Sherlock: “The Sign of Three,” the Clips Show

A still from "The Sign of Three," copyright of BBC.

A still from “The Sign of Three,” copyright of BBC.

For BBC’s Sherlock, the second episode of each series is always the filler episode. That doesn’t mean the content is unessential, but the stories usually are more laid-back and less engaging as the premiere and finale. And, based on the promo, it was clear “The Sign of Three” was going to be a comedy as opposed to the tense drama Sherlock usually delivers.

The episode was written by both Mark Gatiss and Steven Moffat, the co-creators and head writers. The story revolves around John & Mary’s wedding day & the events leading up to it, with some cases sprinkled in between. Sherlock is John’s best man and he’s taking the role rather seriously. Apparently, he never knew John thought of him as a best friend. Sherlock’s best man speech is the most affectionate & sincere recognition of how much John’s friendship means to him. Not gonna lie, I did tear up a bit. For men who need life or death situations to burst about their feelings, this was a beautiful moment, especially since it was done publicly and great sensitivity.

However, the way the show build up to this moment was by showing how Sherlock cannot respond emotionally. In the flashback scene where John asks Sherlock to be his best man, Sherlock is unable to vocally process the information. He’s overwhelmed, to be sure, but the moment is overdone with Benedict Cumberbatch simply blinking his eyes and the long shots of silence of the two men in the kitchen. Sherlock comes across as robotic, and it probably wouldn’t feel so unnecessary if Gatiss and Moffat actually worked within a spectrum of how Sherlock would respond in certain situations.

I suppose that’s my issue with this series so far, the inconsistency with Sherlock’s character. “The Empty Hearse” portrayed a more humble Sherlock Holmes, aware of loneliness and his limitations. He wasn’t parading around London like he once arrogantly had, and he showed how much he cared about others through his actions and words. The Sherlock in “The Sign of Three,” however, went back to him being unable to interact with other human beings (to the point of infantilizing him, note that last scene with John and Mary). The show keeps referring to him as a high-functioning sociopath, as if it’s just a wonderful little character quirk. There’s a lack of responsibility in representing Sherlock as such, and by not labeling Sherlock as a man with a developmental disorder, it allows the writers to twist his personality and capabilities in any way they wish. Thus, the inconsistencies and far-fetch behavior of a grown man who apparently is just a mad genius, nothing more.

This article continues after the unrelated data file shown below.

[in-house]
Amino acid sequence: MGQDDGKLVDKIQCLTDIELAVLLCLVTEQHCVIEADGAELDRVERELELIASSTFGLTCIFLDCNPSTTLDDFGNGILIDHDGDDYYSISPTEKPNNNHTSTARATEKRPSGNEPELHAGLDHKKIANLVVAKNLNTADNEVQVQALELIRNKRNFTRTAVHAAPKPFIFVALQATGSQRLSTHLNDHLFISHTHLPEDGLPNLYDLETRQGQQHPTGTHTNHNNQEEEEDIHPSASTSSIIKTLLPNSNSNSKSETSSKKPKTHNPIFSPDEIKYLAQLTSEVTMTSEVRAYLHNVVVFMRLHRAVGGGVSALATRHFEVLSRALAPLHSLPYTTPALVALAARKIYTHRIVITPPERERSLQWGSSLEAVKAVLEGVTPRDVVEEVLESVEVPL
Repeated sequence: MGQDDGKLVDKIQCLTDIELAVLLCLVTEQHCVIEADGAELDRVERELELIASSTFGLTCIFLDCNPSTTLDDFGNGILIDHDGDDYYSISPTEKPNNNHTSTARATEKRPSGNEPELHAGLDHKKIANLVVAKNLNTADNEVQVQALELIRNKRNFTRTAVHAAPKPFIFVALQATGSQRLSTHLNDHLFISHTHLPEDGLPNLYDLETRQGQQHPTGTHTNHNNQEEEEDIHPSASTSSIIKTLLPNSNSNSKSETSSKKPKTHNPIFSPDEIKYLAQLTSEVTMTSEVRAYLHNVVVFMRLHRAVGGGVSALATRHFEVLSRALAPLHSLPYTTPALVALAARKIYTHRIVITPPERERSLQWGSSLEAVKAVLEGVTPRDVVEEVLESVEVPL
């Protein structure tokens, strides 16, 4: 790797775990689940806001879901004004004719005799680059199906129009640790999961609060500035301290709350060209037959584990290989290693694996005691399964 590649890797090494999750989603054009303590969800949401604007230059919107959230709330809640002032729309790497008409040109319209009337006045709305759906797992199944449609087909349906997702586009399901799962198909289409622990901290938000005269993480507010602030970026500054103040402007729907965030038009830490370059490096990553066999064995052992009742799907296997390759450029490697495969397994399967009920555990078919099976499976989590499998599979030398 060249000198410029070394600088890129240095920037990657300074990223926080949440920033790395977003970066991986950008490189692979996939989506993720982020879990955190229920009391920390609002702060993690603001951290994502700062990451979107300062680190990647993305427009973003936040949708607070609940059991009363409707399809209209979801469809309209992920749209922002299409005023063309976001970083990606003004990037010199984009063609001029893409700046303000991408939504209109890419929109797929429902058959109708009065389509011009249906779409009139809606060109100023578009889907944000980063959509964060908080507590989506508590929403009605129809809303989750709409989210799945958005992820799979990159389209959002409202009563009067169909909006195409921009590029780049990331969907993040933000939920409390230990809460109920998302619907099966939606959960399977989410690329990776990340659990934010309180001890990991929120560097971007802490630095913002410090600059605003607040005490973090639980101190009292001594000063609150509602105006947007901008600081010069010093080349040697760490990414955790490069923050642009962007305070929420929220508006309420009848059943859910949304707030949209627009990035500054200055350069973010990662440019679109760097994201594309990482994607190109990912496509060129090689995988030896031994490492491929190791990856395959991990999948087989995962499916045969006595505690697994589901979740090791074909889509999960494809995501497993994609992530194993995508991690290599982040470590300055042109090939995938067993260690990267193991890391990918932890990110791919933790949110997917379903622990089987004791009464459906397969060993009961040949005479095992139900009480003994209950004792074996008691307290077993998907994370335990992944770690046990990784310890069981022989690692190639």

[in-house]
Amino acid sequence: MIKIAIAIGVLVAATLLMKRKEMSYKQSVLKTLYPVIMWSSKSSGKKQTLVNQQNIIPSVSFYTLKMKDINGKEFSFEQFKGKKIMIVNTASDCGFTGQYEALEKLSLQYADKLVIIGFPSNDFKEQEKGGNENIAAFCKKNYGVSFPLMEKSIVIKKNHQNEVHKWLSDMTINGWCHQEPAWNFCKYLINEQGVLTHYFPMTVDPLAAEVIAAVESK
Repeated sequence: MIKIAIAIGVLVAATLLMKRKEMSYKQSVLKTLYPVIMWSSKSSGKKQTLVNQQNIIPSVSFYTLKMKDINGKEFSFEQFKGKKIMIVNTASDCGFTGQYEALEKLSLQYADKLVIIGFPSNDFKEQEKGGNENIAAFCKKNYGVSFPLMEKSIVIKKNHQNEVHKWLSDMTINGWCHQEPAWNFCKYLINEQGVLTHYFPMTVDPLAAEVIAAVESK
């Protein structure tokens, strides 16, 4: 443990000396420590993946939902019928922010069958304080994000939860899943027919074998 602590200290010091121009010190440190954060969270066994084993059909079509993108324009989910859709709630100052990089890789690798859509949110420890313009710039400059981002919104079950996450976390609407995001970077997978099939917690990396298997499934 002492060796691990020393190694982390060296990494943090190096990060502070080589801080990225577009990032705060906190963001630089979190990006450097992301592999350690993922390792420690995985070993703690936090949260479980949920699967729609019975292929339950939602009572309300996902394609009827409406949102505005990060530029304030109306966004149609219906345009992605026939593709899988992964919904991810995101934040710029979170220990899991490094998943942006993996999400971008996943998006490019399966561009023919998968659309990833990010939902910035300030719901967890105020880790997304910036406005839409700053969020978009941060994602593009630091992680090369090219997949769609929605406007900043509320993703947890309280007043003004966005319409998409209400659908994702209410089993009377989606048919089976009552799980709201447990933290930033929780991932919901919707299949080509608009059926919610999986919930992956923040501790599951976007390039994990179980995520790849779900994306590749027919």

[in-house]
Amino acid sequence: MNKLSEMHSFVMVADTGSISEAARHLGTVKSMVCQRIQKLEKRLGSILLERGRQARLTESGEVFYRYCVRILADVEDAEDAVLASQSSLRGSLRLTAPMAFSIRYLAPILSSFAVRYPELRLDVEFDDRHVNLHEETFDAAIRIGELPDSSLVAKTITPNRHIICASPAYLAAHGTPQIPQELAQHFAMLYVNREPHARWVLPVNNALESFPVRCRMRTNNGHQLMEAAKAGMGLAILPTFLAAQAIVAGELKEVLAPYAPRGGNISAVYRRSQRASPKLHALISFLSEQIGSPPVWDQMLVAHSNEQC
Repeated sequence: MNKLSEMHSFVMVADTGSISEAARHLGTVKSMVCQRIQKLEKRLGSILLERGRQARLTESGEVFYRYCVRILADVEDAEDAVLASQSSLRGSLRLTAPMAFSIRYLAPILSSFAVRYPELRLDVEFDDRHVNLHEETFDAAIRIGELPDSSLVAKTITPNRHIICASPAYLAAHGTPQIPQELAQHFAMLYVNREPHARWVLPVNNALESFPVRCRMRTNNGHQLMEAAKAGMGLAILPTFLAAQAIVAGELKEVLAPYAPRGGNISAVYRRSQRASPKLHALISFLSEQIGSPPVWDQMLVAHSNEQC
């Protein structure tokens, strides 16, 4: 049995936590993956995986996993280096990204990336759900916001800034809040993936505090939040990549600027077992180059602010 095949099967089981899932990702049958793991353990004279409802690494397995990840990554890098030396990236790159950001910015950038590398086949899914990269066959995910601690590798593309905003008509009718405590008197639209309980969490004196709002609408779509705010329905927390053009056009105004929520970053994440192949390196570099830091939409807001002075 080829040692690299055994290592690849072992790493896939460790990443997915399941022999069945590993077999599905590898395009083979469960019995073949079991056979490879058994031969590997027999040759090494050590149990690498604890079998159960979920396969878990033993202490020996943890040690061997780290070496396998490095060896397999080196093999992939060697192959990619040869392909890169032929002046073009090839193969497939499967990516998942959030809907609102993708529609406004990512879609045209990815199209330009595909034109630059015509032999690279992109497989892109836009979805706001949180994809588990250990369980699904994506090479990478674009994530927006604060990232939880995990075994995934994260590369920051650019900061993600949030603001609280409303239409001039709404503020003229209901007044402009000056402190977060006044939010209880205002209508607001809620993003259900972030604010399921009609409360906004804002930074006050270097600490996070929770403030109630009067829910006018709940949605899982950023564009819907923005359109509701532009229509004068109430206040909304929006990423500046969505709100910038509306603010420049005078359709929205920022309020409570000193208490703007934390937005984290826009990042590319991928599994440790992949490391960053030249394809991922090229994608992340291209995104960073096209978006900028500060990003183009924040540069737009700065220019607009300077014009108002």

Since this was a light-hearted episode, there were many modern alternate universe scenarios to cover. Mostly in the form of flashbacks (like a clip show), we saw:

  1. Sherlock with a child, and his “ha, ha, ha” babysitting techniques
  2. Sherlock helping Janine find a guy to hook up with
  3. Mary being the emotional bridge for Sherlock & John’s friendship
  4. Sherlock in a Guardsman’s hat, as if he can just blend right in
  5. Sherlock dancing (though, I can believe this. I just didn’t like the scene where he said he did, and then his awful twirl to prove it)
  6. Random weird cases
  7. Sherlock & John drunk
  8. Sherlock & John drunk on a case (super unprofessional, and they didn’t even get somewhat sober by the end of it)
  9. Sherlock giving that super long best man speech
  10. Sherlock uncomfortable with every mention of sex
  11. John & Mary *spoilers!* are expecting

In the end, it was a fun and entertaining episode. There were sweet bit, funny bits, and then bits that were meant to be funny but I couldn’t laugh because I knew I was supposed to. The last twenty minutes were the best, with Sherlock in his mind palace and accidentally solving two mysteries at once during his speech. In fact, the mind palace scene was my favorite part. Watching Sherlock process information is something the show does beautifully, but often chooses instead to have Sherlock simply rattle off facts as if two-second looks are enough to observe and analyze. The mind palace showcased Mycroft as Sherlock’s voice of guidance, his mentor and only relationship that mattered prior to meeting John Watson. Mycroft forces Sherlock to think and focus, to put coincidences together and understand the information presented. The mind palace also gives us a glimpse in how Sherlock preserved the memory of the Woman, “God knows where she is….” The flashback and new footage of Irene Adler is exciting, she’s still in his mind, but there! he’s back on the case!

The conclusion of “The Sign of Three” has Sherlock walking out of the reception alone and into the night. After all of the reassurances that nothing will change after the wedding, that he is surrounded by people who love him, Sherlock still cannot see how he will fit in.


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